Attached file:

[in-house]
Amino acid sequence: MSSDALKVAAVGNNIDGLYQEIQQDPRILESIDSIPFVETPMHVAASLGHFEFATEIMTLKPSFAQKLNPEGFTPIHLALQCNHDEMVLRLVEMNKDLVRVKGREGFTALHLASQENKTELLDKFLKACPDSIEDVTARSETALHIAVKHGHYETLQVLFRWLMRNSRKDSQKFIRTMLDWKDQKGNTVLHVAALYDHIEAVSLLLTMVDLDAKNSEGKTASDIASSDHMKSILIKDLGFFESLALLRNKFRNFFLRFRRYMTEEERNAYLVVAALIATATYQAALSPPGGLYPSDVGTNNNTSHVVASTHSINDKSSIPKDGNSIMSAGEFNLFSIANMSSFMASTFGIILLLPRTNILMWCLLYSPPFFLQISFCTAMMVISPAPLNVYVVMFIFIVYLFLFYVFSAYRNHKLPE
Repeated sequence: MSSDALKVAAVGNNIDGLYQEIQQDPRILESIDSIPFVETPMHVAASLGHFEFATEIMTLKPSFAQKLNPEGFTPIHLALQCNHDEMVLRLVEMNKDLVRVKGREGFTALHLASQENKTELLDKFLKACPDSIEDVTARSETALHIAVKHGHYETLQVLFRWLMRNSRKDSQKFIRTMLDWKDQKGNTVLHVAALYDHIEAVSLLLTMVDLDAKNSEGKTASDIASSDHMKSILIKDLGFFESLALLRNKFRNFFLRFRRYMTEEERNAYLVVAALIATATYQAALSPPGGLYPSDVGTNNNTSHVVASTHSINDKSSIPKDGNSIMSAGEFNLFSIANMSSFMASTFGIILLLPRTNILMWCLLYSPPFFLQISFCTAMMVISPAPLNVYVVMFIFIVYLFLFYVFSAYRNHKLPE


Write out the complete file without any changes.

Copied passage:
[in-house]
Amino acid sequence: MSSDALKVAAVGNNIDGLYQEIQQDPRILESIDSIPFVETPMHVAASLGHFEFATEIMTLKPSFAQKLNPEGFTPIHLALQCNHDEMVLRLVEMNKDLVRVKGREGFTALHLASQENKTELLDKFLKACPDSIEDVTARSETALHIAVKHGHYETLQVLFRWLMRNSRKDSQKFIRTMLDWKDQKGNTVLHVAALYDHIEAVSLLLTMVDLDAKNSEGKTASDIASSDHMKSILIKDLGFFESLALLRNKFRNFFLRFRRYMTEEERNAYLVVAALIATATYQAALSPPGGLYPSDVGTNNNTSHVVASTHSINDKSSIPKDGNSIMSAGEFNLFSIANMSSFMASTFGIILLLPRTNILMWCLLYSPPFFLQISFCTAMMVISPAPLNVYVVMFIFIVYLFLFYVFSAYRNHKLPE
Repeated sequence: MSSDALKVAAVGNNIDGLYQEIQQDPRILESIDSIPFVETPMHVAASLGHFEFATEIMTLKPSFAQKLNPEGFTPIHLALQCNHDEMVLRLVEMNKDLVRVKGREGFTALHLASQENKTELLDKFLKACPDSIEDVTARSETALHIAVKHGHYETLQVLFRWLMRNSRKDSQKFIRTMLDWKDQKGNTVLHVAALYDHIEAVSLLLTMVDLDAKNSEGKTASDIASSDHMKSILIKDLGFFESLALLRNKFRNFFLRFRRYMTEEERNAYLVVAALIATATYQAALSPPGGLYPSDVGTNNNTSHVVASTHSINDKSSIPKDGNSIMSAGEFNLFSIANMSSFMASTFGIILLLPRTNILMWCLLYSPPFFLQISFCTAMMVISPAPLNVYVVMFIFIVYLFLFYVFSAYRNHKLPE